Ten Minute Drill

“So are you working hard?  Busy?” asks one of my few living cousins, now in her ninth decade.  She means, I suppose, ‘are you still delusional?’   I tell her cheerfully that I’m working hard and busy, I describe the marketing and this week’s well-received unveiling of the new pitch I’ve been working on all summer.  I explain breezily that I’m currently focused on marketing, a necessity my team would have been working on all along, if I had a team.  The program itself runs very smoothly, done over 100 times now all over, without a glitch.   She likes this, a retired teacher, does not sneeze at it.  Tactfully avoids asking if I’ve made a dime in 2015, usually her husband’s second or third question.

“Still working alone?” she asks, and I cheerfully tell her that, except at the sessions themselves where I have assistants, yes, still delusional.

“And how is Sekhnet?” she asks cheerfully, and we’ve successfully negotiated the minefield of my difficult mission.  Now we are in the lush backyard farm that farmer Sekhnet lovingly tends for hours every day, before and after her long hours at work.  I can see that colorful oasis spread out under the window.  A paradise of color and deliciousness, brought forth from the dirt.  

Then, after talking about the organic fruits of this magical garden, and the health it brings, we’re on to raccoons, possums, feral kittens.  They have them too, in New Jersey and the Berkshires, plus a litter of baby skunks and their mother.  Luckily for everybody the mother skunk took her babies and left the garden after a while, there would be no need for any violence against them, just as the exterminator had predicted.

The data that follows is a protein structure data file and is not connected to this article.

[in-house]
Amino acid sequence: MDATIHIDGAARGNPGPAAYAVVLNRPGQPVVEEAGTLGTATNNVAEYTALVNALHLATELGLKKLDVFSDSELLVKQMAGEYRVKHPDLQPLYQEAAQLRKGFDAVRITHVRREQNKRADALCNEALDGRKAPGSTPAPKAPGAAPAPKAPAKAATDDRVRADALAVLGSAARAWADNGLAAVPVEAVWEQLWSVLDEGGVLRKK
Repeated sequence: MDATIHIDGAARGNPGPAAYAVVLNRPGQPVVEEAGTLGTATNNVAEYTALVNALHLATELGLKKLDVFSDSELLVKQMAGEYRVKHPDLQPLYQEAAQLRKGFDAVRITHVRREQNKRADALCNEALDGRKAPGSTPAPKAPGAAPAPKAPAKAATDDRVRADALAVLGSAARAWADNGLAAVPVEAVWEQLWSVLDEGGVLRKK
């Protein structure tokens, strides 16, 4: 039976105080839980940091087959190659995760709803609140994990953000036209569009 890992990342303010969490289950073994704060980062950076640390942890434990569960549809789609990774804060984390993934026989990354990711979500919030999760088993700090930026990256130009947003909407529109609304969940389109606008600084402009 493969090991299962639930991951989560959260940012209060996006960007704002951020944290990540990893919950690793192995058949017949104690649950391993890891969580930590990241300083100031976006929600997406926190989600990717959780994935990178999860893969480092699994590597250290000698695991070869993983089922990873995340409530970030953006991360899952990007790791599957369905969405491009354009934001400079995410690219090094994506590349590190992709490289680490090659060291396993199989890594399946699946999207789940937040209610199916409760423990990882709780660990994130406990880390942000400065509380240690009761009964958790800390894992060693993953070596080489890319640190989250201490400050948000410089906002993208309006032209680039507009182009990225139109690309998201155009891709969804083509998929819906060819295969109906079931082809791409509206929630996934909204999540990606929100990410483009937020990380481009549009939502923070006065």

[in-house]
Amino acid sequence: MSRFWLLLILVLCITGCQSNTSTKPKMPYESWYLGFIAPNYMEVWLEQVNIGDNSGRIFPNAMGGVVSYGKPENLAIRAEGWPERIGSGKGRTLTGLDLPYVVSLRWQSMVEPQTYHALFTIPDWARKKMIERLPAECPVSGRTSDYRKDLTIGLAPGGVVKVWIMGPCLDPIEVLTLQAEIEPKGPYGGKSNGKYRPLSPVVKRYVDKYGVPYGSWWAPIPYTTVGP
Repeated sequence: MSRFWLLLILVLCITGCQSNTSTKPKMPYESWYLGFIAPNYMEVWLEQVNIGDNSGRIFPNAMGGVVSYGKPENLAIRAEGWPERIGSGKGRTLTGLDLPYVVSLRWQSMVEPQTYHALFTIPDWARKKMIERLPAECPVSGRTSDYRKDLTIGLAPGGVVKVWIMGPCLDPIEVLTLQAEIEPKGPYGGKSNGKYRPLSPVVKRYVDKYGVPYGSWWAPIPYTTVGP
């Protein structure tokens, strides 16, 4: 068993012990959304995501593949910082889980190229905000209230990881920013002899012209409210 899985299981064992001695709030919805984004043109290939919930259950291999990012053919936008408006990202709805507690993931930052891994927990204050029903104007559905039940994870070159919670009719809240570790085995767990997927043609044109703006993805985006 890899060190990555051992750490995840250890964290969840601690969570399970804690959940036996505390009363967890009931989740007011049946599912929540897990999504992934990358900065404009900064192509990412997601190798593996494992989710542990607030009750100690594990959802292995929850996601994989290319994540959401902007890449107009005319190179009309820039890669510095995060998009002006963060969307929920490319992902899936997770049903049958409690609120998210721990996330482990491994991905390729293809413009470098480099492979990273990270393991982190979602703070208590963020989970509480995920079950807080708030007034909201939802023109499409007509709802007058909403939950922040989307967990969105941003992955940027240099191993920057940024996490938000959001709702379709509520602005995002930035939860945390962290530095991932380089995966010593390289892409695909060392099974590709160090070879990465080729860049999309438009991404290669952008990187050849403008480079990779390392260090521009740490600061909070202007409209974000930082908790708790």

Downstairs almost all the components for garden fresh sauce are prepped, waiting in their metal bowls for the first pop of garlic in the olive oil and then the sauce making begins.   Sekhnet is out buying onions, we’ve used up the ones she grew this season.  I have to go down and pick some fresh oregano (delicious), chop it, get it ready for the sauce.  Two large bowls of perfectly ripe tomatoes, red, yellow and green, all zipped out of their skins, wait patiently for the Saucier to begin.

Life moves at its own pace, if you can walk calmly and excitedly with it, you’re blessed.  Ideas take time to germinate, must ripen into action.   At least this is what I have been philosophically brushing into my drawing book lately.  If you are in something for the long haul you must develop a philosophy that helps and doesn’t hurt your chances.  

That said, I need to get a few hours in punching the heavy bag of revising the pitch, starting on the next one, much shorter and sweeter, showing the fun and the therapeutic value of working in a creative team helping each other animate ideas, still objects miraculously taking life on a colorful screen while cancer waits impatiently outside, ready to continue its assault, pissed off to be outside waiting to return to the center of the merciless universe.  

A good thing, I believe, keeping that killer waiting in the hall for a while as kids and their families get a break, play, have some goddamn fun.  Now I just have to sell the excellent means I’ve invented to do that.

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